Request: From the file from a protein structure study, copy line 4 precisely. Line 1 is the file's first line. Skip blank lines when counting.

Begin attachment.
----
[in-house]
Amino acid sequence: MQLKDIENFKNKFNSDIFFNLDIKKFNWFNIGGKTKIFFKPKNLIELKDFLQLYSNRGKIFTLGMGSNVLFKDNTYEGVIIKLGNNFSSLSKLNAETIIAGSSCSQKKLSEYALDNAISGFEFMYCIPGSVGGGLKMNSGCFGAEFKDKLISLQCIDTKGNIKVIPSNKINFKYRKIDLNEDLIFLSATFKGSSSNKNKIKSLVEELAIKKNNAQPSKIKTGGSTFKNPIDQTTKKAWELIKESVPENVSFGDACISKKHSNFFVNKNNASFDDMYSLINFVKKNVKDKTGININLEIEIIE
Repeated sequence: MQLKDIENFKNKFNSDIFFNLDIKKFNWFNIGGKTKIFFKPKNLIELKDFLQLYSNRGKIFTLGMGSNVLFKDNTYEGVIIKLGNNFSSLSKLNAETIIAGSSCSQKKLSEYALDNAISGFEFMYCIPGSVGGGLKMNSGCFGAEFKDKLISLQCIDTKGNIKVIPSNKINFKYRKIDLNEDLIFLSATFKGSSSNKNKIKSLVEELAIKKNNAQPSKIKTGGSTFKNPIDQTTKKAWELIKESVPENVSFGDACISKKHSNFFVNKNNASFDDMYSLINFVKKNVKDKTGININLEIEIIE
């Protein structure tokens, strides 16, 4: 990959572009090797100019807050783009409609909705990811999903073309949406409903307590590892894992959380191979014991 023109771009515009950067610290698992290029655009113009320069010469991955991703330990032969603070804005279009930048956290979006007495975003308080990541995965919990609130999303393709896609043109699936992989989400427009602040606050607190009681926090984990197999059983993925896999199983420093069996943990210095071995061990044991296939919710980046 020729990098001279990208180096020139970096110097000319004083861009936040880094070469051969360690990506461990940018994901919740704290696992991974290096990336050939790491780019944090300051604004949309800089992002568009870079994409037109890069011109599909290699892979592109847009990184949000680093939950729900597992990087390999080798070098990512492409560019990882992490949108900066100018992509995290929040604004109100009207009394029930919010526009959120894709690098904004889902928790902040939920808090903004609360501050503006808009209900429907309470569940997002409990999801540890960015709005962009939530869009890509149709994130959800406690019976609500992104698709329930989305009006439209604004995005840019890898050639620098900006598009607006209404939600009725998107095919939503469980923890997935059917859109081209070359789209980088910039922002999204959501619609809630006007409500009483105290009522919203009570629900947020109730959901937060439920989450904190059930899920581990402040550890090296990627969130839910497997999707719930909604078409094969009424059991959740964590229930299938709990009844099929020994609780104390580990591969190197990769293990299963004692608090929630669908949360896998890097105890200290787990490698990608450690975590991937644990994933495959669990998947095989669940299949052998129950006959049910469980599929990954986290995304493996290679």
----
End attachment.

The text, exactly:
């Protein structure tokens, strides 16, 4: 990959572009090797100019807050783009409609909705990811999903073309949406409903307590590892894992959380191979014991 023109771009515009950067610290698992290029655009113009320069010469991955991703330990032969603070804005279009930048956290979006007495975003308080990541995965919990609130999303393709896609043109699936992989989400427009602040606050607190009681926090984990197999059983993925896999199983420093069996943990210095071995061990044991296939919710980046 020729990098001279990208180096020139970096110097000319004083861009936040880094070469051969360690990506461990940018994901919740704290696992991974290096990336050939790491780019944090300051604004949309800089992002568009870079994409037109890069011109599909290699892979592109847009990184949000680093939950729900597992990087390999080798070098990512492409560019990882992490949108900066100018992509995290929040604004109100009207009394029930919010526009959120894709690098904004889902928790902040939920808090903004609360501050503006808009209900429907309470569940997002409990999801540890960015709005962009939530869009890509149709994130959800406690019976609500992104698709329930989305009006439209604004995005840019890898050639620098900006598009607006209404939600009725998107095919939503469980923890997935059917859109081209070359789209980088910039922002999204959501619609809630006007409500009483105290009522919203009570629900947020109730959901937060439920989450904190059930899920581990402040550890090296990627969130839910497997999707719930909604078409094969009424059991959740964590229930299938709990009844099929020994609780104390580990591969190197990769293990299963004692608090929630669908949360896998890097105890200290787990490698990608450690975590991937644990994933495959669990998947095989669940299949052998129950006959049910469980599929990954986290995304493996290679």